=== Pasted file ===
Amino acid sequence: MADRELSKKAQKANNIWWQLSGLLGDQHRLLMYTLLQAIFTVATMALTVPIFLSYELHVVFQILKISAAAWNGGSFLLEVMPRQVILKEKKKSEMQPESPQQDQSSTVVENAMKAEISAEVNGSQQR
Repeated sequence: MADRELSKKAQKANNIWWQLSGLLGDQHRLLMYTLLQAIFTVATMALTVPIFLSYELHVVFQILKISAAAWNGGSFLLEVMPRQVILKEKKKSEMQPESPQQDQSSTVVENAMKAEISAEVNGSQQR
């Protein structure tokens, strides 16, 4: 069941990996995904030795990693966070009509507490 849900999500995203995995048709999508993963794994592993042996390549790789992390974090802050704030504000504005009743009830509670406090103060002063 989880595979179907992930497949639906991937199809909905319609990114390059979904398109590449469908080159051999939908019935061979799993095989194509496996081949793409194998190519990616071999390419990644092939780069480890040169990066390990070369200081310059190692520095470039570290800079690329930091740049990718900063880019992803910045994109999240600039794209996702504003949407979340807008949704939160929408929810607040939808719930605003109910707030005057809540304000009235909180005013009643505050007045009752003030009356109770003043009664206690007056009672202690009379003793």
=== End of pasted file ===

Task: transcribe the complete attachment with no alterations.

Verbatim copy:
Amino acid sequence: MADRELSKKAQKANNIWWQLSGLLGDQHRLLMYTLLQAIFTVATMALTVPIFLSYELHVVFQILKISAAAWNGGSFLLEVMPRQVILKEKKKSEMQPESPQQDQSSTVVENAMKAEISAEVNGSQQR
Repeated sequence: MADRELSKKAQKANNIWWQLSGLLGDQHRLLMYTLLQAIFTVATMALTVPIFLSYELHVVFQILKISAAAWNGGSFLLEVMPRQVILKEKKKSEMQPESPQQDQSSTVVENAMKAEISAEVNGSQQR
């Protein structure tokens, strides 16, 4: 069941990996995904030795990693966070009509507490 849900999500995203995995048709999508993963794994592993042996390549790789992390974090802050704030504000504005009743009830509670406090103060002063 989880595979179907992930497949639906991937199809909905319609990114390059979904398109590449469908080159051999939908019935061979799993095989194509496996081949793409194998190519990616071999390419990644092939780069480890040169990066390990070369200081310059190692520095470039570290800079690329930091740049990718900063880019992803910045994109999240600039794209996702504003949407979340807008949704939160929408929810607040939808719930605003109910707030005057809540304000009235909180005013009643505050007045009752003030009356109770003043009664206690007056009672202690009379003793």